I sometimes run and ARPS system whem I am out in the mobile. The map above shows my postions as reported to my home station on a trip from home over to the local club meeting and back home again.
The APRS uses a GPS and the ARPS network to track a suitable equiped mobile station. The data is also fed into the Internet in a wonderful marriage of Ham Radio and the Internet. If you are within a reasonable distance from the mobile station you can copy his signal directly. The actual range that this works at is dependent on the configuration of the local ARPS system and the path the mobile has in the mobile ARPS system. However if the mobile is sufficiently close to an Internet gateway his data will be fed into the ARPS Interment system and can retrieved at findu.com.
Below are links to some of the usefull maps available at findu.com for me when I am running the ARPS system. If you know someone else running an APRS system and the call they are using you can change the URL in the web addesses provided and locate them as well. I use the call WD3P-7 when mobile and WD3P-1 for the home station. It is customary to use the "-#" suffix as one can have multiple ARPS systems running simultaniously. I frequently have both the home and mobile systems running at the same time.
The findu.com web site provies links that provide both location data and maps of that location. Many times there are multiple maps on differing scales. It also will provide tracking data. While I have not provided a link it will also return the raw data that it has received. Below are some of those links. You will find addtional links at findu.com.
Recognize that the most recent mobile QTH can be several days old if I have not had the ARPS system active. findu.com only retains the data for a limited amount of time. So if it has been a while since I have been mobile it may not find my call sign.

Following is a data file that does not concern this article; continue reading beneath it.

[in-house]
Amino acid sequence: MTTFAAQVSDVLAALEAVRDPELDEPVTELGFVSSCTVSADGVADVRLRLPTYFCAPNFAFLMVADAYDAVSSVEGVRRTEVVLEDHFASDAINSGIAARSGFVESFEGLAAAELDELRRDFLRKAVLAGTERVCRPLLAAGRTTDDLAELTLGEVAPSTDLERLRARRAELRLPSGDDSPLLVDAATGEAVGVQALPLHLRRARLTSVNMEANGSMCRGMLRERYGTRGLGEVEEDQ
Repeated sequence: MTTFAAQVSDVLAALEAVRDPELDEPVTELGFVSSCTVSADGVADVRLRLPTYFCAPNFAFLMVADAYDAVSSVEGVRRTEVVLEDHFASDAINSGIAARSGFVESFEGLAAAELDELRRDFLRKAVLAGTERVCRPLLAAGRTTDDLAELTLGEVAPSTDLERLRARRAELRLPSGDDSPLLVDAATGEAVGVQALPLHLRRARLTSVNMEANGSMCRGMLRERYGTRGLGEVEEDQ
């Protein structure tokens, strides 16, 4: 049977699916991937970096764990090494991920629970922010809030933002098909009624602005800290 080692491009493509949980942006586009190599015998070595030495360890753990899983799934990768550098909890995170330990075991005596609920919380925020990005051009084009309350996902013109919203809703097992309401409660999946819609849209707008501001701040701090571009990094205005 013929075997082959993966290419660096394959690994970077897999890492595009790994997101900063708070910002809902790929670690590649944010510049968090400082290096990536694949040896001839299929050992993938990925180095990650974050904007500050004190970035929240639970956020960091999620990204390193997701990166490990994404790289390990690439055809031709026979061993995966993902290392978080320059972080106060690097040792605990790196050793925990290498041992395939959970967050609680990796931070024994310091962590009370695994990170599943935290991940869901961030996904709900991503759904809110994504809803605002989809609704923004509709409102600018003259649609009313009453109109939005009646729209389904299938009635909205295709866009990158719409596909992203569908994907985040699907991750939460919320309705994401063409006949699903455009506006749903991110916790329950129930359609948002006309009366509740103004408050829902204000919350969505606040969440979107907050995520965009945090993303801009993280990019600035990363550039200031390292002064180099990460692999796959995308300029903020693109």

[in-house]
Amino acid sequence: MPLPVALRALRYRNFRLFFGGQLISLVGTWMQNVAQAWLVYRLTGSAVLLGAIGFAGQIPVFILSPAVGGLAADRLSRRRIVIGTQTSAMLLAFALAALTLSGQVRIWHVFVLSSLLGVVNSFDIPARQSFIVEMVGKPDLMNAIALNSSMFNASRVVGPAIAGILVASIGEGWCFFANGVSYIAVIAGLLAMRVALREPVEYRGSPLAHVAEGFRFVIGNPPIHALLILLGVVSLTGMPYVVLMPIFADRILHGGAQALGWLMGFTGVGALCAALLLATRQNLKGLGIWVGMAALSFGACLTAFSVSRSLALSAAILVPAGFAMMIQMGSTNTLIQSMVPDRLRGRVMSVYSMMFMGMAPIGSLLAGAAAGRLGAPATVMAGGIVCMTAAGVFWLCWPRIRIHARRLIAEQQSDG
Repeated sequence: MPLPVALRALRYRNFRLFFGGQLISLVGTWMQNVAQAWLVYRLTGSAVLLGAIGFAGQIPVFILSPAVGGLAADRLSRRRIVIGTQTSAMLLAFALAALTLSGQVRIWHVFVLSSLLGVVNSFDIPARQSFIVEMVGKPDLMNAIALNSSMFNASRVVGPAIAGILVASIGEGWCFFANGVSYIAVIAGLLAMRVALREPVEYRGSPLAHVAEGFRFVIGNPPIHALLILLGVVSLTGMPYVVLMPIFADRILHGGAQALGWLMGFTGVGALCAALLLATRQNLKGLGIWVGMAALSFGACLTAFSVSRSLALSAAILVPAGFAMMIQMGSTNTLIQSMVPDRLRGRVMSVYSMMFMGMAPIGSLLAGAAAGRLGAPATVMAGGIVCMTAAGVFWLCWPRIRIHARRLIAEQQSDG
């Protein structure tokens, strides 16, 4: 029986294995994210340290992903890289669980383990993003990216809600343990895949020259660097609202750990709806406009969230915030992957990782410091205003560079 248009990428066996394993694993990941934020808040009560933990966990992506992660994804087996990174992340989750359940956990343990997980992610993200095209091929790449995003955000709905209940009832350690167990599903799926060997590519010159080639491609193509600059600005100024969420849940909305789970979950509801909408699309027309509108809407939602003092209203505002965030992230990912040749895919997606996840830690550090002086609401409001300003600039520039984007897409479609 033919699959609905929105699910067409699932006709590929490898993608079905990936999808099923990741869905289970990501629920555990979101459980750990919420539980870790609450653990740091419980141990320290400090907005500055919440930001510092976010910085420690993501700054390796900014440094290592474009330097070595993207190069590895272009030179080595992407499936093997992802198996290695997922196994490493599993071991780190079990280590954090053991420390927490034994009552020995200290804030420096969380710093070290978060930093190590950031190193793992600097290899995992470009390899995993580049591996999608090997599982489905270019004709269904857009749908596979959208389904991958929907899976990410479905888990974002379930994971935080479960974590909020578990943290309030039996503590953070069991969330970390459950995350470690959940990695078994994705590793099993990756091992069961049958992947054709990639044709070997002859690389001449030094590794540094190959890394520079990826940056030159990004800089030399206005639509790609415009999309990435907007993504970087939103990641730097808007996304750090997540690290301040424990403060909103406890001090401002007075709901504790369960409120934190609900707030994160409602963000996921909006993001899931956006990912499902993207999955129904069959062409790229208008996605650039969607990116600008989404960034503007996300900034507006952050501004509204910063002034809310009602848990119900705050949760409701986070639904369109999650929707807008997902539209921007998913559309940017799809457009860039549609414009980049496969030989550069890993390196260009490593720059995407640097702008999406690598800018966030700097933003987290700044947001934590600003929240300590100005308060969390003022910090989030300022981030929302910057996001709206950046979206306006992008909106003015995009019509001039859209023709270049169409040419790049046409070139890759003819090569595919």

The map at the top of this page was produced with the TOPO! map progam. I used the Mid-Atlantic USA version of the program to create the map. This program is produced by the National Geographic Society. They have a very nice Extended User License that grants legal permission to use copyrighted reproductions from TOPO! In return, they only ask that the corresponding TOPO! overlay files be posted on the National Geographic MapXchange website. In my mind this is a win-win situation. I get to put some nice maps up at the web site. Topo/National Geographic get of bit of publicity. When I upload the map to the MapXchange I get to advertise the web site by listing the URL on the map. They get to show others how someone is using their program.
How the Map was Created.
The home ARPS system uses
With a copy of Street Atlas USA running and with
ARPS+SA set to display the history of a particular station it is possible to transfer those
position locations to Street Atlas as draw objects. These were then exported to a text file.
The resulting text file was imported into TOPO! as a set of waypoints. Those waypoints are
displayed on the map in numberical sequence with the first point labled WD3P-7, the second as 001
and so on. The ARPS system was set to beacon every three minutes. However two of the
positon reports did not make it to the home system. (Note: I do not provide a link to Delorme's
Street Atlas since they have a very restictive license system which does not allow me to post
maps based on their products.)